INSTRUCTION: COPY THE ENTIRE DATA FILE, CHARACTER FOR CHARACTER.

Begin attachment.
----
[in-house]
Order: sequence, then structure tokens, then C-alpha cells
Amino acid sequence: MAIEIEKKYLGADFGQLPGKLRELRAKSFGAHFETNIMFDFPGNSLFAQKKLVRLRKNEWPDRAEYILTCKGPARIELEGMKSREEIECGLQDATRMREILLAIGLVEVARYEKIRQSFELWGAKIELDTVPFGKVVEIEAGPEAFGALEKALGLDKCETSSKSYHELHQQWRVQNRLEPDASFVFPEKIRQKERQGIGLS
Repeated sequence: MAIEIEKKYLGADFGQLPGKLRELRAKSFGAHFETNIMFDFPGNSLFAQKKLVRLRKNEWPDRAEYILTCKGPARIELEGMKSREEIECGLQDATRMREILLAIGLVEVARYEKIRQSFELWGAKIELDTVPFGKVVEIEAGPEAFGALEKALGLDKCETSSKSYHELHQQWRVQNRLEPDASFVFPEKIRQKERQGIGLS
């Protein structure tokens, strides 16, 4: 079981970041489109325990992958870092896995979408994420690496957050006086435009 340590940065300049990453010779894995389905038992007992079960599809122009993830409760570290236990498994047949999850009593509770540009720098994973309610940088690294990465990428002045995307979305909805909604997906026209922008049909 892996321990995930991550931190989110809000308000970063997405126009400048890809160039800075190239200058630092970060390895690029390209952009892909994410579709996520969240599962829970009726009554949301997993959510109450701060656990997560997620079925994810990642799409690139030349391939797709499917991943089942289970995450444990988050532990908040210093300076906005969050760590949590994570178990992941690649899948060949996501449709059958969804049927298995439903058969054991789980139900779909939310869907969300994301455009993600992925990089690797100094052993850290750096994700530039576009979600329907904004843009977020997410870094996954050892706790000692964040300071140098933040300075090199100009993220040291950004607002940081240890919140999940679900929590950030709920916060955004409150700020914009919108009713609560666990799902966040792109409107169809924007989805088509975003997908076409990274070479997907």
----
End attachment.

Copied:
[in-house]
Order: sequence, then structure tokens, then C-alpha cells
Amino acid sequence: MAIEIEKKYLGADFGQLPGKLRELRAKSFGAHFETNIMFDFPGNSLFAQKKLVRLRKNEWPDRAEYILTCKGPARIELEGMKSREEIECGLQDATRMREILLAIGLVEVARYEKIRQSFELWGAKIELDTVPFGKVVEIEAGPEAFGALEKALGLDKCETSSKSYHELHQQWRVQNRLEPDASFVFPEKIRQKERQGIGLS
Repeated sequence: MAIEIEKKYLGADFGQLPGKLRELRAKSFGAHFETNIMFDFPGNSLFAQKKLVRLRKNEWPDRAEYILTCKGPARIELEGMKSREEIECGLQDATRMREILLAIGLVEVARYEKIRQSFELWGAKIELDTVPFGKVVEIEAGPEAFGALEKALGLDKCETSSKSYHELHQQWRVQNRLEPDASFVFPEKIRQKERQGIGLS
């Protein structure tokens, strides 16, 4: 079981970041489109325990992958870092896995979408994420690496957050006086435009 340590940065300049990453010779894995389905038992007992079960599809122009993830409760570290236990498994047949999850009593509770540009720098994973309610940088690294990465990428002045995307979305909805909604997906026209922008049909 892996321990995930991550931190989110809000308000970063997405126009400048890809160039800075190239200058630092970060390895690029390209952009892909994410579709996520969240599962829970009726009554949301997993959510109450701060656990997560997620079925994810990642799409690139030349391939797709499917991943089942289970995450444990988050532990908040210093300076906005969050760590949590994570178990992941690649899948060949996501449709059958969804049927298995439903058969054991789980139900779909939310869907969300994301455009993600992925990089690797100094052993850290750096994700530039576009979600329907904004843009977020997410870094996954050892706790000692964040300071140098933040300075090199100009993220040291950004607002940081240890919140999940679900929590950030709920916060955004409150700020914009919108009713609560666990799902966040792109409107169809924007989805088509975003997908076409990274070479997907």